Monday, October 26

Beneficiary attendants | “Big challenges everywhere”, but different training and salaries


Whether they work in a CHSLD, in an intermediate resource, in a private residence or in home care, Quebec patient attendants perform work that is comparable, in its complexity, concludes a new analysis by a researcher from Laval University. However, the training requirements and the remuneration vary greatly from place to place.



Ariane Lacoursiere
Ariane Lacoursiere
Press

Regardless of their place of practice, beneficiary attendants “play an essential role in the network” and perform tasks of comparable burdens, notes Philippe Voyer, professor and researcher at the faculty of nursing at Laval University.

At the request of the Association of Intermediate Accommodation Resources of Quebec (ARIHQ), Mr. Voyer analyzed all the functions performed by patient attendants (PABs) working in CHSLDs, intermediate resources, homes and private residences for seniors in Quebec. If the ARIHQ commissioned the study, Mr. Voyer assures that he was completely free in his analysis. He also decided himself not only to study the role of PABs in intermediate resources, but in all settings.

For his study, Mr. Voyer interviewed various stakeholders, including patient attendants. He notes that in CHSLDs, they provide 80% to 90% of patient care. An immense contribution, especially as the cases are very complex. In intermediate resources and private seniors’ residences, the attendants are often alone. They have to give the drugs.

There is a weight. A huge mental load […]. Everywhere, agents must manage complex situations on a daily basis.

Philippe Voyer, professor and researcher at the Faculty of Nursing at Laval University

At the Fédération de la santé et des services sociaux (FSSS-CSN), the conclusions of the study are called into question by stressing that the work of PABs in CHSLDs is “very heavy”, as the pandemic has cruelly demonstrated.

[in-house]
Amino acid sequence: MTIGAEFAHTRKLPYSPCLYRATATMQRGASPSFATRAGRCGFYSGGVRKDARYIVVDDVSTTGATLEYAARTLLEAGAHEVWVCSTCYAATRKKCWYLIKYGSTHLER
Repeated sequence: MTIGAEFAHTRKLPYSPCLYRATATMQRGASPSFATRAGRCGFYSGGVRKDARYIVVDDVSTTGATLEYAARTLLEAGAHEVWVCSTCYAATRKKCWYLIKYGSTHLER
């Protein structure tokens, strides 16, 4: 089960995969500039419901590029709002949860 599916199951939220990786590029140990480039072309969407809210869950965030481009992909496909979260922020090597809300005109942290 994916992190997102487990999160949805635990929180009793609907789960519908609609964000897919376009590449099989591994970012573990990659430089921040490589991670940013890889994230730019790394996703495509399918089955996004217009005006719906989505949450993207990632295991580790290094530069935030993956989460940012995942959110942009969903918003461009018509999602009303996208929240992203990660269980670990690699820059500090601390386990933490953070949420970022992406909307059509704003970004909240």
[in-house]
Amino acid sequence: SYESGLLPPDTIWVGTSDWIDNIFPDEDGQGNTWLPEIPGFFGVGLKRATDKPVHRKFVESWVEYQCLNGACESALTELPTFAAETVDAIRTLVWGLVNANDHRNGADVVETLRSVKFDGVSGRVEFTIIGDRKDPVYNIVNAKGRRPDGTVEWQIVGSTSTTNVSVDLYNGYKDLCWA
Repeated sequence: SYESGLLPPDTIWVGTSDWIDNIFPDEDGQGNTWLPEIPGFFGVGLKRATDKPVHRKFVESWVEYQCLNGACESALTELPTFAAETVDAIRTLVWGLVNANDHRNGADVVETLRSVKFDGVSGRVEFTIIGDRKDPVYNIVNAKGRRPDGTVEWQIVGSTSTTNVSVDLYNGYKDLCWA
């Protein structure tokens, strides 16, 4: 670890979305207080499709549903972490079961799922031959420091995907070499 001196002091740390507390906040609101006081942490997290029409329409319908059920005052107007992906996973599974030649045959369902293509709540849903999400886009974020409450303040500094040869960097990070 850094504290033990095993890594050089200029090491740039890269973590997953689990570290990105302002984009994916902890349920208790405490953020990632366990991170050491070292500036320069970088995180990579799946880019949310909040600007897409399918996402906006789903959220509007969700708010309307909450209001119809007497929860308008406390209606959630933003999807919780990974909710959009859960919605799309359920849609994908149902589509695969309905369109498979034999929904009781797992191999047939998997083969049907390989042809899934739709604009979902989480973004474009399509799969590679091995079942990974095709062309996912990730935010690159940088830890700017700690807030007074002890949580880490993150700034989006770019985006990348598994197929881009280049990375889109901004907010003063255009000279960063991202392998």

But Mr. Voyer cites the example of an intermediary resource worker working alone with eight residents suffering from severe mental disorders. “The challenges are different, but big everywhere,” he says. The researcher also emphasizes having observed that “the environments are no longer watertight”, and that we now find very complex clienteles even outside CHSLDs.

Differences in training and remuneration

During the pandemic, the government paid an hourly premium of $ 4 to beneficiary attendants working in certain sectors of the health network, including CHSLDs. Those working in intermediate resources also obtained this bonus.

Despite everything, intermediary resources are struggling to recruit agents, says ARIHQ director general Johanne Pratte. Because in intermediate resources, the salary of a beneficiary attendant fluctuates between $ 14 and $ 18 per hour, premiums included, while in CHSLDs, we are talking about $ 26 per hour, she says. “In this context, it is extremely difficult for us to recruit. We have a lot of candidates who went to CHSLDs, ”pleads Mme Pratte.

She also denounces the differences in training requirements. While CHSLDs often require a PAB training diploma, intermediate resources cannot afford this luxury, she says. Mr. Voyer’s study noted these differences and concluded that it is “difficult to justify that the training requirements vary according to the environment”.

Quebec has 5,000 intermediate resources that welcome elderly clients, but also people with disabilities or mental disorders. Funding for these resources is entirely public. Negotiations are underway between Quebec and the ARIHQ for the renewal of their agreement, which expired in March. And the ARIHQ hopes to recognize the inequity of treatment of which it considers that the agents working in intermediate resources are victims. “From the moment you recognize the value of the work of patient attendants, the place where they work should not matter”, pleads Mme Pratte.




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